• Swedish FTTH subscribers use video-communication over the Internet five times as much (25%) as DSL users.
  • In Sweden the average FTTH user spends 5.3 hrs online at home, 6.7 hrs for <35 yrs old. DSL only 4.1 hrs.
  • In Sweden 59% of FTTH users see FTTH as modern. Only 17% of DSL users see DSL as modern.
  • In Sweden, 34% of FTTH users are 4Play or 3Play customers vs. only 23% for DSL users.
  • In Sweden 59% of FTTH users think fiber broadband is sustainable. Only 44% of DSL users think the same of DSL.
  • In Sweden, 59% of DSL users find their broadband price excessive vs. only 32% for FTTH users.
  • For FTTH users in Sweden, quality of broadband is the 1st criterion after home price when choosing a new home.
  • Close to half of Swedish FTTH users (45%) are Very Satisfied with their broadband vs. only 28% of DSL users.

FTTH Takes Online Gaming to the Next Level | Optical Reflection

25 Feb

See on Scoop.itConnected World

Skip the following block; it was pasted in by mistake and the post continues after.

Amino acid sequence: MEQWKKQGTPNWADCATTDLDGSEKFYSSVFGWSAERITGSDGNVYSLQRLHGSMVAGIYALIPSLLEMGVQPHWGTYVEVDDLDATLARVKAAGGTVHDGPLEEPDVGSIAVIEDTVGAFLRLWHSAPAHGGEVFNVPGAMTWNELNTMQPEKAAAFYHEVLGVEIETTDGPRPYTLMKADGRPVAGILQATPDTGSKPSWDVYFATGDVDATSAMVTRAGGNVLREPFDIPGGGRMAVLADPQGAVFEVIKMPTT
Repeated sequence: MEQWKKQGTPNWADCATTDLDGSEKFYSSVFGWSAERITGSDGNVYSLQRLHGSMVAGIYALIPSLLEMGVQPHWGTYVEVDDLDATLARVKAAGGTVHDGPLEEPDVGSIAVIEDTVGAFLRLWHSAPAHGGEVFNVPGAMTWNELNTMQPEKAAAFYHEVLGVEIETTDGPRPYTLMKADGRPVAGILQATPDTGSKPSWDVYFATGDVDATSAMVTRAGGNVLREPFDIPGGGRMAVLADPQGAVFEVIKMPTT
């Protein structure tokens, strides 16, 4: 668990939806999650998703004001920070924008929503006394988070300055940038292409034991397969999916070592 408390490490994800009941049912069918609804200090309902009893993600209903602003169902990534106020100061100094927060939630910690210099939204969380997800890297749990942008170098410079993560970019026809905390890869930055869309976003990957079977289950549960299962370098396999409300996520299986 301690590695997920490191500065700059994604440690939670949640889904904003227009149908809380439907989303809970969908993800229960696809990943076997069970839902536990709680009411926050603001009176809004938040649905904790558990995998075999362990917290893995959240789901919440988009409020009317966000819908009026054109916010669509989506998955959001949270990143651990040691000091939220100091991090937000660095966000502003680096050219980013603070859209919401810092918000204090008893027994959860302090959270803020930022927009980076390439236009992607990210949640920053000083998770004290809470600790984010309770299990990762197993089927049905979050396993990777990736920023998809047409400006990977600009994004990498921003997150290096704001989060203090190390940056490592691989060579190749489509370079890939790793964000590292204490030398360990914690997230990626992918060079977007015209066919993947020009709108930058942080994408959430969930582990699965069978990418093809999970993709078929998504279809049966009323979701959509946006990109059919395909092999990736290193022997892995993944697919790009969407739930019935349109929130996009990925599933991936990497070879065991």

Benoit Felten‘s insight:

The next step is to convince policy makers that there is value in the gaming market. It’s bizarre how "entertainment" is a great market when it comes to touting your export achievements, but not so much when it comes to justifying investment in infrastructure…

See on opticalreflection.com

Google Reportedly Moving Towards Delivering 10Gbps Download Speeds With Google Fiber | Droid Life

14 Feb

See on Scoop.itConnected World

Benoit Felten‘s insight:

There are two ways to read this. One is to dismiss it entirely as yet more vaporware (lord knows there’s been a fair amount of that around Google Fiber). The other is to conclude that Google deployed P2P (unlikely) or is looking into WDM-PON (more likely). Either way, does it really change the name of the game ?

See on www.droid-life.com

ETB Launches FTTH With ZTE | Light Reading

11 Feb

See on Scoop.itConnected World

ZTE helps ETB launch FTTH broadband network in Colombia.

Benoit Felten‘s insight:

ZTE seems to be cruising nicely in Latin America. It’s about the only market apart from China where I truly see their successes, but in that market at least they have some significant wins starting with Uruguay’s Antel.

See on www.lightreading.com